The March security updates for Android include fixes for two critical remote code execution (RCE) vulnerabilities impacting Android systems running versions 11, 12, 12L, and 13. Users should update as soon as they can.
The March 2023 Android Security Bulletin contains the details of the security vulnerabilities affecting Android devices. Security patch levels of 2023-03-05 or later address all of these issues.
That means, if your Android phone is at patch level 2023-03-05 or later then the issues discussed below have been fixed. The updates have been made available for Android 11, 12, and 13.
Android partners are notified of all issues at least a month before publication. However, this doesn’t always mean that the patches are available for devices from all vendors.
You can find your Android’s version number, security update level, and Google Play system level in your Settings app. You’ll get notifications when updates are available for you, but you can also check for updates.
For most phones it works like this: Under About phone or About device you can tap on Software updates to check if there are new updates available for your device, although there may be slight differences based on the brand, type, and Android version of your device.
The Common Vulnerabilities and Exposures (CVE) database lists publicly disclosed computer security flaws. The CVEs that deal with RCE vulnerabilities which were patched in these updates are:
CVE-2023-20951 and CVE-2023-20954: both are critical RCE vulnerabilities in the System component. The most severe vulnerability could lead to remote code execution with no additional execution privileges needed. User interaction is not needed for exploitation.
CVE-2022-33213 and CVE-2022-33256 are vulnerabilities in Qualcomm closed-source components that could allow for remote code execution. CVE-2022-33213 is a memory corruption vulnerability in a modem due to buffer overflow while processing a PPP packet. And CVE-2022-33256 is a memory corruption vulnerability due to the improper validation of an array index in a Multi-mode call processor.
Google only sparingly gives out details about vulnerabilities, so everyone gets a chance to patch before cybercriminals can start abusing the vulnerabilities in attacks. But there are some pointers in the descriptions of the vulnerabilities.
Memory corruption vulnerabilities are vulnerabilities that may occur in a computer system when its memory is altered without an explicit assignment. The contents of a memory location are modified due to programming errors which enable attackers to execute arbitrary code.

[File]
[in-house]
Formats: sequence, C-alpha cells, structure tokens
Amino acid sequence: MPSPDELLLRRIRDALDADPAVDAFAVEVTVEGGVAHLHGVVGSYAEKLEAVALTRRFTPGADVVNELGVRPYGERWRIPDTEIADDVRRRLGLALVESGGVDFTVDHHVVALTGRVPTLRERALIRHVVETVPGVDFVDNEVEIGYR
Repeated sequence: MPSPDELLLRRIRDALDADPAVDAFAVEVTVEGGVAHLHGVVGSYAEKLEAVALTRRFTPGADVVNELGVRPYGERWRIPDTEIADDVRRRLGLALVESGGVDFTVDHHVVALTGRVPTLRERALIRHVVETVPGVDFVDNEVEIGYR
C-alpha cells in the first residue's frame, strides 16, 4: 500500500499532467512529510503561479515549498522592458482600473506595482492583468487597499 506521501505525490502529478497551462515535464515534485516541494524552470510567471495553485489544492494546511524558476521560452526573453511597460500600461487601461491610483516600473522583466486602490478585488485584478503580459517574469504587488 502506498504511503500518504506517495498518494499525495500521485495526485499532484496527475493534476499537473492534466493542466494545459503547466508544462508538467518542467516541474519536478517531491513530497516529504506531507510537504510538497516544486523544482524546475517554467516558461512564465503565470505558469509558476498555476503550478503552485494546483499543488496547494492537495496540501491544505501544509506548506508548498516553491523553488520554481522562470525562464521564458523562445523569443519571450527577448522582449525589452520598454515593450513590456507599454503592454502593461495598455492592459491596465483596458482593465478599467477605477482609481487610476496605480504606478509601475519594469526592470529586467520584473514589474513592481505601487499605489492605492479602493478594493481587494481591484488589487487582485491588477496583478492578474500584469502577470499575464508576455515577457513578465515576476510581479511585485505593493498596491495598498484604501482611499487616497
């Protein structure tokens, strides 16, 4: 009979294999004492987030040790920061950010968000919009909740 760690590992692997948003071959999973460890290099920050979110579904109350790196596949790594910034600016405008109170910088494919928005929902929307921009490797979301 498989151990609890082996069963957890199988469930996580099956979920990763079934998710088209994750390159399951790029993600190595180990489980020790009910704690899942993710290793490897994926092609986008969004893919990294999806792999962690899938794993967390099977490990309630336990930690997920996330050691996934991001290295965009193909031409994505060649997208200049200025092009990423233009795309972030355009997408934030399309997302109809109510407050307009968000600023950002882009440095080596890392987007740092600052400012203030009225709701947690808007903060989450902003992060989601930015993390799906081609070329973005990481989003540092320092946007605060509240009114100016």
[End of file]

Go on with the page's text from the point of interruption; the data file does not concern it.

A buffer overflow is a type of software vulnerability that exists when an area of memory within a software application reaches its address boundary and writes into an adjacent memory region. In software exploit code, two common areas that are targeted for overflows are the stack and the heap.
PPP is commonly used as a data link layer protocol between two routers directly without any host or any other networking in between.
One other vulnerability that grabbed my attention was CVE-2021-33655 a vulnerability that occurs when sending malicious data to kernel by ioctl cmd FBIOPUT_VSCREENINFO, kernel will write memory out of bounds. It jumped out not just because it was reported in 2021 but also because the security bulletin discloses that it is an elevation of privacy (EoP) vulnerability in the Kernel that could lead to local information disclosure with no additional execution privileges needed. User interaction is not needed for exploitation.
A little digging revealed that a user with access to a framebuffer console driver could cause a memory out-of-bounds write via the FBIOPUT_VSCREENINFO ioctl. The ioctl is a system call for device-specific input/output operations and other operations which cannot be expressed by regular system calls. The fix for this vulnerability was to prevent switching to screen resolutions which are smaller than the font size, and to prevent enabling a font which is bigger than the current screen resolution. Thisseems trivial, but it goes to show how many details go into safe coding.